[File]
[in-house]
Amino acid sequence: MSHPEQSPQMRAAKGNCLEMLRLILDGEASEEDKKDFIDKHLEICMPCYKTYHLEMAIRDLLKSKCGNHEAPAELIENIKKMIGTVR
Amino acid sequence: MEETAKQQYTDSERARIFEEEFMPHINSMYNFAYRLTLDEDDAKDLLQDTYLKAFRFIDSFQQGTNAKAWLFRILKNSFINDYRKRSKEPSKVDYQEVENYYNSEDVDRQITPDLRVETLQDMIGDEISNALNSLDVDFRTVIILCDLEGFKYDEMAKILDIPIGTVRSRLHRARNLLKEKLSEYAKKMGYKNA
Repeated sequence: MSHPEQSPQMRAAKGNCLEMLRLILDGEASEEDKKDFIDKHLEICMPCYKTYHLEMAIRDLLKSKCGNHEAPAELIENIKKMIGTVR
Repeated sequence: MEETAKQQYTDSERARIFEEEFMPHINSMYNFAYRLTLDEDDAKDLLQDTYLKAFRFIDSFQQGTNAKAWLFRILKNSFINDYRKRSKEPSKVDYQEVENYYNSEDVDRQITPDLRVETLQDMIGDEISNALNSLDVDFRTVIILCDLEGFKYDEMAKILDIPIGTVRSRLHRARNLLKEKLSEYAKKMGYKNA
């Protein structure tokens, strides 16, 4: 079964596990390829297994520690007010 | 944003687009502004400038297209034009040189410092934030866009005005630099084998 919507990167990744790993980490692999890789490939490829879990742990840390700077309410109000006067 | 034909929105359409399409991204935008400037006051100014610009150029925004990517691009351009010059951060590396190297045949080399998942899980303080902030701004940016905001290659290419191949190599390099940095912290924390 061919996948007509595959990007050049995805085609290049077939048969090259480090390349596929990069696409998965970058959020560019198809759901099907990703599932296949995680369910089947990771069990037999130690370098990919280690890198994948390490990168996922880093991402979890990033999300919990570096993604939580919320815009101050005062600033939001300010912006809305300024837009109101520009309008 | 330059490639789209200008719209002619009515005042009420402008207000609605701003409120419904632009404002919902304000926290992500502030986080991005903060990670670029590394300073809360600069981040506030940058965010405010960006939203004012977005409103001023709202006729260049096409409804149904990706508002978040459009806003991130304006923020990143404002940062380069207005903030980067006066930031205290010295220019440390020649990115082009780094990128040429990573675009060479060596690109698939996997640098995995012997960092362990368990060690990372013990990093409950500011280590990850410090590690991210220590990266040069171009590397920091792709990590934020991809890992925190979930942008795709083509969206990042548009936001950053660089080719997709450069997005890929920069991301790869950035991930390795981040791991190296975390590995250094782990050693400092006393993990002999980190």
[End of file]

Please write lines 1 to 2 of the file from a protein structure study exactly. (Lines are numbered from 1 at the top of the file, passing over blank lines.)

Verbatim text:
[in-house]
Amino acid sequence: MSHPEQSPQMRAAKGNCLEMLRLILDGEASEEDKKDFIDKHLEICMPCYKTYHLEMAIRDLLKSKCGNHEAPAELIENIKKMIGTVR